Continuing my notetaking here from earlier post:

(A work in progress obviously — an attempt to grasp overview of the arguments)

Chapter 1 (my observations – with my commentary – on Wesselius)

  1. The genre of historiography in its modern sense is generally held to have arisen relatively late in history. Hence Herodotus is called “The Father of History”. (Till Hellenistic era we have annals and chrono lists but not interpretative history as a literary genre.)

Sara Mandell and David Noel Freedman compare Herodotus and Primary History (Gen-2Kings) : both divided into 9 volumes; both separate the 8th and 9th books in the middle of an episode; …. and many other points of comparison (not all agree on their significance).

Was Herodotus aware of the work of Ezra?

Hey… just recalled I have Freedman and Mandell’s work somewhere…. better go back and check that one first….

More later…

Neil

(Oh groan! i have just uncovered by Mandell and Freedman, heavily marked throughout — recognizing some of “my ideas” that I have obviously taken from sections of it….. Time for a much needed catch-up revision!!!!)


Herodotus’ Histories and the Primary History of Israel

Creative Commons License
This work is licensed under a Creative Commons Attribution 4.0 International License.

by Neil Godfrey

Something I’ve been wanting to start for ages is a compilation of notes from Wesselius’ book as much for my own interest as others. I know it’s not the most popular hypothesis in biblical studies, but gosh it is interesting and at least thought provoking, i think. By the time I finish I may well decide it has not a leg to stand on. That’s no worries. Either way, I am sure I will have learned much more about the relevant literary and archaeological and other worlds by the time I reach that point. But an opportunity came up in iidb for me to find an excuse to make a start, and this is it– just a start only! Let’s go…. with a view to refinement, elaboration, embarrassing deletions, up ahead…..

Continue reading “Herodotus’ Histories and the Primary History of Israel”


2006-12-18

Those strange NT endings (Mark, John, Acts)

Creative Commons License
This work is licensed under a Creative Commons Attribution 4.0 International License.

by Neil Godfrey

It is widely assumed that the endings we know of Mark (16:8), John and Acts cannot have been the ones originally intended but after reading “Classical Closure: Reading the End in Greek and Latin Literature” edited by Deborah H. Roberts, Francis M. Dunn, and Don Fowler (1997) I have less confidence in that assumption. Nowhere are Mark, Acts and John discussed in the book and the extrapolations below are entirely my own.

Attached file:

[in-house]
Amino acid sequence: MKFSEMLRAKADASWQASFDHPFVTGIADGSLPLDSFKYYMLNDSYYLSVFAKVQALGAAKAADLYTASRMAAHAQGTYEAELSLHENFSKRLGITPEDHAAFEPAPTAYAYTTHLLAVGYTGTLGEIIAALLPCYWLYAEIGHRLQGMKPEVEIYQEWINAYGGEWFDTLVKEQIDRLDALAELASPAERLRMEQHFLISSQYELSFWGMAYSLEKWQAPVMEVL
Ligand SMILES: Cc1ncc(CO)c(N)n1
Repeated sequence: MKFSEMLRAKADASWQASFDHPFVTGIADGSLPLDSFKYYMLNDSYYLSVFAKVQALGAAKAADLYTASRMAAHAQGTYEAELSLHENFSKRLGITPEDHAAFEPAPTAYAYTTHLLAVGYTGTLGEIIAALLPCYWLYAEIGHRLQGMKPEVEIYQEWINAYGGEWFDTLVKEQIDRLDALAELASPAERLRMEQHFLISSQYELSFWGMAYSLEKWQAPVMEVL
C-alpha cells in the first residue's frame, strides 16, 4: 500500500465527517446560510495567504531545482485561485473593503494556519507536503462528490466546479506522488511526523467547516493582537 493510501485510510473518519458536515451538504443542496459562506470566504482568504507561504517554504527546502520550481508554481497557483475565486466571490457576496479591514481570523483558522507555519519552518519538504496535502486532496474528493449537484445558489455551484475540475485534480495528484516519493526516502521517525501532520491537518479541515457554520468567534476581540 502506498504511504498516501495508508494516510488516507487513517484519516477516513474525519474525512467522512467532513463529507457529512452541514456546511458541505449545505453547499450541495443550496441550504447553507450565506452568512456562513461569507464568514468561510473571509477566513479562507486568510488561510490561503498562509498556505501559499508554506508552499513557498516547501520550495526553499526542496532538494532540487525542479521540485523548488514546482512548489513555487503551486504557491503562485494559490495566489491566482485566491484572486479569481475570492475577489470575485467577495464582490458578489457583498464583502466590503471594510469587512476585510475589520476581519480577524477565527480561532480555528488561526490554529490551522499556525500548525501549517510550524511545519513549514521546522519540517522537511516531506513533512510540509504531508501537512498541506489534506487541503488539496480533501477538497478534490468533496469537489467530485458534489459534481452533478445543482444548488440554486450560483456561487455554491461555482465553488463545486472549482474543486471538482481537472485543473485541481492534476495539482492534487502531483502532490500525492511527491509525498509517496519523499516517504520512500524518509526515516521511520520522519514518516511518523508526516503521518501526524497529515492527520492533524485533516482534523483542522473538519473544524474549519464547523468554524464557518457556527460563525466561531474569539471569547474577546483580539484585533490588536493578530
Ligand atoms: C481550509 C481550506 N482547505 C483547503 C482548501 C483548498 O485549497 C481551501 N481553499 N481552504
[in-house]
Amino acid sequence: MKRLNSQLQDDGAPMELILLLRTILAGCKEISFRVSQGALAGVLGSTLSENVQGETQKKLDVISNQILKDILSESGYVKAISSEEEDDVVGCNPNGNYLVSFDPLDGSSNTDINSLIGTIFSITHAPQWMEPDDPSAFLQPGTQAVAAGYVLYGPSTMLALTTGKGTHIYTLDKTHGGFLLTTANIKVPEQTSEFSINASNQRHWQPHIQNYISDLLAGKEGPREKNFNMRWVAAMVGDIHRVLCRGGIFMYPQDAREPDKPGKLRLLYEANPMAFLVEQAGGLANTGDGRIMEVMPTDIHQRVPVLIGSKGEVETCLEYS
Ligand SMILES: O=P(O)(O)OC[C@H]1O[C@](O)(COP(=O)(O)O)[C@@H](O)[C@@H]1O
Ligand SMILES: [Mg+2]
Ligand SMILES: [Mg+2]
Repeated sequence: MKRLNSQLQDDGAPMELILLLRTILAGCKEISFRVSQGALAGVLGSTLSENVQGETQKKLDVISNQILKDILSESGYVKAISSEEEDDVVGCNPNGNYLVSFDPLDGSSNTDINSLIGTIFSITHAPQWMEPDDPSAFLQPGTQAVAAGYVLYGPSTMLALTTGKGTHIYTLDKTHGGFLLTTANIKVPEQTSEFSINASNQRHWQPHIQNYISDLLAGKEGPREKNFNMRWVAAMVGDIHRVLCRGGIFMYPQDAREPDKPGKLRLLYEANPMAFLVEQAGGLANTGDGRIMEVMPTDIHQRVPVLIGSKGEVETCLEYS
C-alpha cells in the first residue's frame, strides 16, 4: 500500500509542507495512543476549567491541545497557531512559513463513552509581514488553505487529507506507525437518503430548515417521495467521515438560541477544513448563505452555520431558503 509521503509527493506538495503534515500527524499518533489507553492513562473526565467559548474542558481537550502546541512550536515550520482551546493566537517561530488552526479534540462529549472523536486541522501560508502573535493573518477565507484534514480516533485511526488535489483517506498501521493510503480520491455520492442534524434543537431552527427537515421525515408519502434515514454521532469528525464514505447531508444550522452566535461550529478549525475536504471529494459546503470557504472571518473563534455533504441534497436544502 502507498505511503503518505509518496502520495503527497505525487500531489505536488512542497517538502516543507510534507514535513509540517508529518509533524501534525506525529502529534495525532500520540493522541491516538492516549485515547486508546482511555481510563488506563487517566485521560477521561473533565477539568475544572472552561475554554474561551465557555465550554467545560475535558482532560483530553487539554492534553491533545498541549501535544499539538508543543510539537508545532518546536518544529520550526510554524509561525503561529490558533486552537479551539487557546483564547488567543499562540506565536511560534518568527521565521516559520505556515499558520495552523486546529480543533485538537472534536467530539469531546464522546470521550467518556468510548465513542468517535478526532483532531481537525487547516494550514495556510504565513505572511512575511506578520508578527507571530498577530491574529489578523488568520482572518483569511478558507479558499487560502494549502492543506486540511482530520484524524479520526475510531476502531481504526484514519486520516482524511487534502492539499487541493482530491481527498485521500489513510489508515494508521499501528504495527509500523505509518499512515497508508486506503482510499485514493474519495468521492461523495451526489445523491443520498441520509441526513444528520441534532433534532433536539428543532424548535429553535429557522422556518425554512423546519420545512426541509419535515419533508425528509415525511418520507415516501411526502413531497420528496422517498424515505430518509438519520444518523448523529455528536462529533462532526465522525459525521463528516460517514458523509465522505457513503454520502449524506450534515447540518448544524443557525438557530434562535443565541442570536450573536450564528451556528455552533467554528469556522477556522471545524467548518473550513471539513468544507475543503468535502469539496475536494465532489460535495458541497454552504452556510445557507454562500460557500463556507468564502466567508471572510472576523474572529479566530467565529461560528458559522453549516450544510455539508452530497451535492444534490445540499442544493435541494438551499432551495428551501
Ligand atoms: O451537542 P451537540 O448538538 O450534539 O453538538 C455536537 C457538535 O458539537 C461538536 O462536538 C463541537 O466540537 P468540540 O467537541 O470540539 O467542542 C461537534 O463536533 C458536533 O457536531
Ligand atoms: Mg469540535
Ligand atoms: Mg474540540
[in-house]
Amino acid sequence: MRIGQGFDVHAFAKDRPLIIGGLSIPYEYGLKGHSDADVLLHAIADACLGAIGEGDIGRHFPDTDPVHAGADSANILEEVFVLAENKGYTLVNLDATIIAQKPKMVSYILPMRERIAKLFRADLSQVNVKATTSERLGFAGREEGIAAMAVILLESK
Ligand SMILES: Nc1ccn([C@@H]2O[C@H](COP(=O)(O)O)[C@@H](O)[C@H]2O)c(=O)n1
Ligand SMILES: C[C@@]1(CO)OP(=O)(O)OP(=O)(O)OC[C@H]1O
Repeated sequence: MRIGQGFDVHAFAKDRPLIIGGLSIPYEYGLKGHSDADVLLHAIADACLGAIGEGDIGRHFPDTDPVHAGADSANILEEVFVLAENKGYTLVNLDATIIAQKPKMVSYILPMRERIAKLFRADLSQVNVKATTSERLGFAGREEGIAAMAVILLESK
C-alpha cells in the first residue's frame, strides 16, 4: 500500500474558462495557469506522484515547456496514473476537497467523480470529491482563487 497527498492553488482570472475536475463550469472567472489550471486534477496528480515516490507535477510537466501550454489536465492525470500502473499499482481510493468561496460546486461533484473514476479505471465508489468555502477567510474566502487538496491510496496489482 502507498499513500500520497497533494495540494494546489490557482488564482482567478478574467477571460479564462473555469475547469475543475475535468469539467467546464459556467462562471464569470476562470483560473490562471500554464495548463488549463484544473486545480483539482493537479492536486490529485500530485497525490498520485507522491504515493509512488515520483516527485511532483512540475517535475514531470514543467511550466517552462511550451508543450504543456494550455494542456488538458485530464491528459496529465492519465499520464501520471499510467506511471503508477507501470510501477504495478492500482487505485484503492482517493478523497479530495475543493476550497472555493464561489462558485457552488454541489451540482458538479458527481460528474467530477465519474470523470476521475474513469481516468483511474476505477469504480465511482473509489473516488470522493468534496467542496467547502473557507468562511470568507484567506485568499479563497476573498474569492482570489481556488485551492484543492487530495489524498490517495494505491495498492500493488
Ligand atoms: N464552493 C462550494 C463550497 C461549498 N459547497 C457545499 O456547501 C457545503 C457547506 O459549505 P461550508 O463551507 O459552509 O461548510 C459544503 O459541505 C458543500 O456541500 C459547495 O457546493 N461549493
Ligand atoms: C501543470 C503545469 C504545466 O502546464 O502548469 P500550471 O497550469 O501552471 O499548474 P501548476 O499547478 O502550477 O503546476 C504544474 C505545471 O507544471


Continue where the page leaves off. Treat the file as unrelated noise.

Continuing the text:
In the book Carolyn Dewald discussion of “Strategies of Meaning at the End of Herodotus’s Histories” struck me as raising the same sorts of questions over Herodotus’s ending as are raised over the present endings of Mark and Acts. Herodotus leaves his work in mid-air too. This could only have been intentional since Herodotus throughout his work manages to consistently draw many satisfying conclusions to his many story sections. The question that arises then is what Herodotus was wanting to achieve by way of response from his audience by not framing a formal final conclusion to his work. ‘Histories’ can be read more accurately as a kind of theological tragedy than as a history in a modern sense. It is about the fate of Athenians and their lot within the common destinies of mankind, and their future is left in doubt. The mid-air ending of Histories inevitably left the questions about how one understood the present and future as uncertain and as issues to be questioned in the light of all that had just been read.

Francis M. Dunn discusses the ending of Euripides’ Heracles is tormentingly ambiguous and incomplete, so much so that there have long been many attempts rearrange the text or re-write the ending. The ending is indecisive and the audience has no way of knowing if it is meant to see Heracles as a failure or a hero let alone what sort of future is in store for him. Again, it appears that the author was by this means seeking to provoke a certain type of response in the audience to the deeper questions raised in the play.